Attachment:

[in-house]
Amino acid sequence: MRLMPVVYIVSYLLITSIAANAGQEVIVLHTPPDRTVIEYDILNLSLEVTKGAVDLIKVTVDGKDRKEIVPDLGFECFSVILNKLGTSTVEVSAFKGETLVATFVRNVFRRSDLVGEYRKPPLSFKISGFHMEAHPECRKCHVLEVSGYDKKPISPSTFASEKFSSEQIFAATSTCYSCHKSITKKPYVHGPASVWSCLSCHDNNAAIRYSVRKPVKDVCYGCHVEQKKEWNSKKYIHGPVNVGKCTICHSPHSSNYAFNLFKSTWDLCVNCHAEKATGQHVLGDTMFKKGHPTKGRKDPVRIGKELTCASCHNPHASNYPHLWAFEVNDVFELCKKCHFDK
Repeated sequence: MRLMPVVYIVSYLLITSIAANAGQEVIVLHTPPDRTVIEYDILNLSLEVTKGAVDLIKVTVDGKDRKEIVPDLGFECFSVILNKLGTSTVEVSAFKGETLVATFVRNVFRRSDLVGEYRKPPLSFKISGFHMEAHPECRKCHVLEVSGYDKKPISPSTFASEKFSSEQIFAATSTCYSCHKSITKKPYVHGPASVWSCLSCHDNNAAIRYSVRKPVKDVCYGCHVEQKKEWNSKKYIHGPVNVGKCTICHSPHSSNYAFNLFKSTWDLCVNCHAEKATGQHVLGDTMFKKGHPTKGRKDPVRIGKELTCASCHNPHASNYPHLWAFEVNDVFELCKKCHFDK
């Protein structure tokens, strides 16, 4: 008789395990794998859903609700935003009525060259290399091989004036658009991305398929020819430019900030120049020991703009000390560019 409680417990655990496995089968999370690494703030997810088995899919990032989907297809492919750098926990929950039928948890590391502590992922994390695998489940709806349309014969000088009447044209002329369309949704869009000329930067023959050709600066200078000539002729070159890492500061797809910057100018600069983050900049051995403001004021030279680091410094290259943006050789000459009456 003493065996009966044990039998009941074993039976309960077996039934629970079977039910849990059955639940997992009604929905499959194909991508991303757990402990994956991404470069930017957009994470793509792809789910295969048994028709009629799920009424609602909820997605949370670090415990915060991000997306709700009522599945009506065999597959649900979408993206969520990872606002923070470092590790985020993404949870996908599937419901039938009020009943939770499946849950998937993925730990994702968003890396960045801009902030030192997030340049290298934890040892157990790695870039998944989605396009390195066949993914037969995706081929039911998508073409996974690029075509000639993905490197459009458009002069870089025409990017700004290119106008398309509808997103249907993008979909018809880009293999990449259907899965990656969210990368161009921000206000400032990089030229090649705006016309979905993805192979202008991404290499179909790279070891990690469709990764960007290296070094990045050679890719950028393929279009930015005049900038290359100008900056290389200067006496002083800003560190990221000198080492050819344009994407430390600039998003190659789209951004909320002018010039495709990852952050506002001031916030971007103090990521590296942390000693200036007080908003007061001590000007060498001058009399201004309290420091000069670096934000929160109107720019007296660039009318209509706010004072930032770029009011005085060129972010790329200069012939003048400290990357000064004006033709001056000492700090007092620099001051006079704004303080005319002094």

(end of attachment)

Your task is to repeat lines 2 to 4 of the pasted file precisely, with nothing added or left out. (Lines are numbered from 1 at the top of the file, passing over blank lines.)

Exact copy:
Amino acid sequence: MRLMPVVYIVSYLLITSIAANAGQEVIVLHTPPDRTVIEYDILNLSLEVTKGAVDLIKVTVDGKDRKEIVPDLGFECFSVILNKLGTSTVEVSAFKGETLVATFVRNVFRRSDLVGEYRKPPLSFKISGFHMEAHPECRKCHVLEVSGYDKKPISPSTFASEKFSSEQIFAATSTCYSCHKSITKKPYVHGPASVWSCLSCHDNNAAIRYSVRKPVKDVCYGCHVEQKKEWNSKKYIHGPVNVGKCTICHSPHSSNYAFNLFKSTWDLCVNCHAEKATGQHVLGDTMFKKGHPTKGRKDPVRIGKELTCASCHNPHASNYPHLWAFEVNDVFELCKKCHFDK
Repeated sequence: MRLMPVVYIVSYLLITSIAANAGQEVIVLHTPPDRTVIEYDILNLSLEVTKGAVDLIKVTVDGKDRKEIVPDLGFECFSVILNKLGTSTVEVSAFKGETLVATFVRNVFRRSDLVGEYRKPPLSFKISGFHMEAHPECRKCHVLEVSGYDKKPISPSTFASEKFSSEQIFAATSTCYSCHKSITKKPYVHGPASVWSCLSCHDNNAAIRYSVRKPVKDVCYGCHVEQKKEWNSKKYIHGPVNVGKCTICHSPHSSNYAFNLFKSTWDLCVNCHAEKATGQHVLGDTMFKKGHPTKGRKDPVRIGKELTCASCHNPHASNYPHLWAFEVNDVFELCKKCHFDK
């Protein structure tokens, strides 16, 4: 008789395990794998859903609700935003009525060259290399091989004036658009991305398929020819430019900030120049020991703009000390560019 409680417990655990496995089968999370690494703030997810088995899919990032989907297809492919750098926990929950039928948890590391502590992922994390695998489940709806349309014969000088009447044209002329369309949704869009000329930067023959050709600066200078000539002729070159890492500061797809910057100018600069983050900049051995403001004021030279680091410094290259943006050789000459009456 003493065996009966044990039998009941074993039976309960077996039934629970079977039910849990059955639940997992009604929905499959194909991508991303757990402990994956991404470069930017957009994470793509792809789910295969048994028709009629799920009424609602909820997605949370670090415990915060991000997306709700009522599945009506065999597959649900979408993206969520990872606002923070470092590790985020993404949870996908599937419901039938009020009943939770499946849950998937993925730990994702968003890396960045801009902030030192997030340049290298934890040892157990790695870039998944989605396009390195066949993914037969995706081929039911998508073409996974690029075509000639993905490197459009458009002069870089025409990017700004290119106008398309509808997103249907993008979909018809880009293999990449259907899965990656969210990368161009921000206000400032990089030229090649705006016309979905993805192979202008991404290499179909790279070891990690469709990764960007290296070094990045050679890719950028393929279009930015005049900038290359100008900056290389200067006496002083800003560190990221000198080492050819344009994407430390600039998003190659789209951004909320002018010039495709990852952050506002001031916030971007103090990521590296942390000693200036007080908003007061001590000007060498001058009399201004309290420091000069670096934000929160109107720019007296660039009318209509706010004072930032770029009011005085060129972010790329200069012939003048400290990357000064004006033709001056000492700090007092620099001051006079704004303080005319002094």